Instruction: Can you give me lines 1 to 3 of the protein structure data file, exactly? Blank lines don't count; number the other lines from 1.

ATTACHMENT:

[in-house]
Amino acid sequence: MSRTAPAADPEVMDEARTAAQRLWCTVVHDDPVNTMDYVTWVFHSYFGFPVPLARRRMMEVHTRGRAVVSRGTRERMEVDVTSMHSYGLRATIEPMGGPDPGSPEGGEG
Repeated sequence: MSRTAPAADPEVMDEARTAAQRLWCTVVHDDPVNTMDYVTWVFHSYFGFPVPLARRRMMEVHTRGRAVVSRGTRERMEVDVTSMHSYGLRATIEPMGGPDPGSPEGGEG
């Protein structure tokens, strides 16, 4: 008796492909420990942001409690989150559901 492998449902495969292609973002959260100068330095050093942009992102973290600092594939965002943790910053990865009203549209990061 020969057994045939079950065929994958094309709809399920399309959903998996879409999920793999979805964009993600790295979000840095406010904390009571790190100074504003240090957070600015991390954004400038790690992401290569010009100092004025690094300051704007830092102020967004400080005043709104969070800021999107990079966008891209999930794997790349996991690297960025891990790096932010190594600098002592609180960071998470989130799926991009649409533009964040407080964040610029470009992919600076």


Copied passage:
[in-house]
Amino acid sequence: MSRTAPAADPEVMDEARTAAQRLWCTVVHDDPVNTMDYVTWVFHSYFGFPVPLARRRMMEVHTRGRAVVSRGTRERMEVDVTSMHSYGLRATIEPMGGPDPGSPEGGEG
Repeated sequence: MSRTAPAADPEVMDEARTAAQRLWCTVVHDDPVNTMDYVTWVFHSYFGFPVPLARRRMMEVHTRGRAVVSRGTRERMEVDVTSMHSYGLRATIEPMGGPDPGSPEGGEG